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The king looked on him with gracious eyes,
And said: "He is meet for some high emprise."
To himself he thought: "I will conquer fate,
I will surely die or do something great."

So from the palace he rode away.

There was trouble and need in the town that day;
A child had strayed from his mother's side
Into the woodland dark and wide.

Help!" cried the mother with sorrow wild,
"Help me, Sir Knight, to seek my child!
The hungry wolves in the forest roam;
Help me to bring my lost one home!"

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He shook her hand from his bridle rein:
"Alas! poor mother, you ask in vain.
Some meaner succor will do, maybe,
Some squire or varlet of low degree.
There are mighty wrongs in the world to right;
I keep my sword for a noble fight.

I am sad at heart for your baby's fate,
But I ride in haste to do something great."

One wintry night when the sun was set,
A blind old man by the way he met:

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'Now, good Sir Knight, for Our Lady's sake, On the sightless wanderer pity take !

The wind blows cold, and the sun is down;
Lead me, I pray, till I reach the town."

Nay," said the knight; "I cannot wait;
I ride in haste to do something great.”

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So on he rode in his armor bright, His sword all keen for the longed-for fight. "Laugh with us-laugh!" cried the merry crowd. "Oh! weep!" wailed others with sorrow bowed. "Help us!" the weak and weary prayed, But for joy, nor grief, nor need he stayed. And the years rolled on, and his eyes grew dim, And he died—and none made moan for him.

He missed the good that he might have done,
He missed the blessings he might have won.
Seeking some glorious task to find,
His eyes to all humbler work were blind.

He that is faithful in that which is leas
Is bidden to sit at the heavenly feast.
Yet men and women lament their fate,
If they be not called to do something great.
Florence Tylee.

"GIVE, AND YOU SHALL RECEIVE."

A FLOWER, on the bank of a brooklet,
Said: "Dear Brook, I'm very dry;
Just give me a taste of fresh water,
As swiftly you hurry by ?"

"I've only enough for myself," said the Brook, "And naught for charity."

"O Cloud," said the Brook, "remember I'm expected soon at the sea,

And I'm almost out of fresh water

Then, O Cloud, remember me."

"I've nothing to give," said the Cloud, "unless "Tis a little sympathy."

"O Sea," said the Cloud, "you're rich and full, You can give me all I need;

If I had a quarter as much as you,

All cries for help I'd heed."

"I haven't too much," said the Sea, "and then "Tis my duty to feed."

"Sweet Flower," said the Bee," just give me a taste Of the honey within your cup."

But drawing nearer, the Bee perceived
The Flower was all withered up.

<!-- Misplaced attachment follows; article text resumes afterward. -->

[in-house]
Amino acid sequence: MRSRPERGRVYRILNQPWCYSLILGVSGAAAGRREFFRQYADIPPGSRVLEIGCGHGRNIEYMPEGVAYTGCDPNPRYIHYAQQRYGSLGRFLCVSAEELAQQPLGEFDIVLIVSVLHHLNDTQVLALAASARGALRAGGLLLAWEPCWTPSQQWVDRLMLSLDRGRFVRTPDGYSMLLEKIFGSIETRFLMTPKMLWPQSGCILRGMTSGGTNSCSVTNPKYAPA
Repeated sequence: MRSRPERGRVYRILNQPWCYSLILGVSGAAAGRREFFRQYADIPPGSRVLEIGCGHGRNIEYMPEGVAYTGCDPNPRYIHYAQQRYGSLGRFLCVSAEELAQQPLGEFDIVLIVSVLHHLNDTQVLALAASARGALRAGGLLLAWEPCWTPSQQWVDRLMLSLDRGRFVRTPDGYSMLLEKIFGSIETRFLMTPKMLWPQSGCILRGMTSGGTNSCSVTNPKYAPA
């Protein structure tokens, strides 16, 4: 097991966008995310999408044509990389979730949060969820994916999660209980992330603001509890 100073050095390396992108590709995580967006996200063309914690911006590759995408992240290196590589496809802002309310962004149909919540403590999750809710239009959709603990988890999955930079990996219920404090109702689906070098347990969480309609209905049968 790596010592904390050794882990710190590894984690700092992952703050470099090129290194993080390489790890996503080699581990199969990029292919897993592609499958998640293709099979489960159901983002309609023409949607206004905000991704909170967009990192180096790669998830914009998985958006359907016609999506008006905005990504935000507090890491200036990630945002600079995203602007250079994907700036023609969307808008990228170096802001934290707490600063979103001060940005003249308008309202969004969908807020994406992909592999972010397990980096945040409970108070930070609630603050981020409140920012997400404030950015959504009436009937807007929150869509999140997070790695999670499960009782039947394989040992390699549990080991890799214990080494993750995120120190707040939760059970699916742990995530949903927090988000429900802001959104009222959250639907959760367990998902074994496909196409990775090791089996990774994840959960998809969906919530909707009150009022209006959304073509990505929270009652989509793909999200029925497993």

So he said no more, sought beyond
A better place to sup.

The Sun was sailing along in the sky,
And he saw the withered Flower,

And the pebbly bed of the Brook, now dry,
And the Cloud bereft of power,

And the gasping Sea, as restless quite

As if it had no dower.

And he smiled a smile, so bright and warm,
Then the Sea was ashamed of its greed,
And sent a donation up to the Cloud,

The Cloud supplied the Brook's need,
And the Brook the Flower, the Flower the Bee
Abundantly did feed.

Our hearts are hard as the cold, hard stones,
As pitiless as the Sea,

Till the Sun of Righteousness arise,

Our selfishness to see.

Let us pray, my friend, for a bright, warm smile To fall on you and me.

THE TWO LITTLE STOCKINGS.

Two little stockings hung side by side,
Close to the fireplace broad and wide.
"Two ?" said Saint Nick, as down he came
Loaded with toys and many a game.

"Ho, ho!" said he, with a laugh of fun,
"I'll have no cheating, my pretty one;
I know who dwells in this house, my dear,
There's only one little girl lives here."

So he crept up close to the chimney-place,
And measured a sock with a sober face.
Just then a wee little note fell out
And fluttered low like a bird about.

"Aha! what's this?" said he, in surprise,
As he pushed his specs up close to his eyes,
And read the address in a child's rough plan,
"Dear Saint Nicholas," so it began;

"The other stocking you see on the wall
I have hung for a child named Clara Hall.
She's a poor little girl, but very good,
So I thought, perhaps, you kindly would
Fill up her stocking, too, to-night,
And help to make her Christmas bright.
If you've not enough for both stockings there,
Please put all in Clara's, I shall not care.'

Saint Nicholas brushed a tear from his eye,
And," God bless you, darling," he said, with a sigh,
Then softly he blew through the chimney high
A note like a bird's, as it soars on high,
When down came two of the funniest mortals
That ever were seen this side earth's portals.

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Hurry up," said Saint Nick, and nicely prepare All a little girl needs where money is rare."

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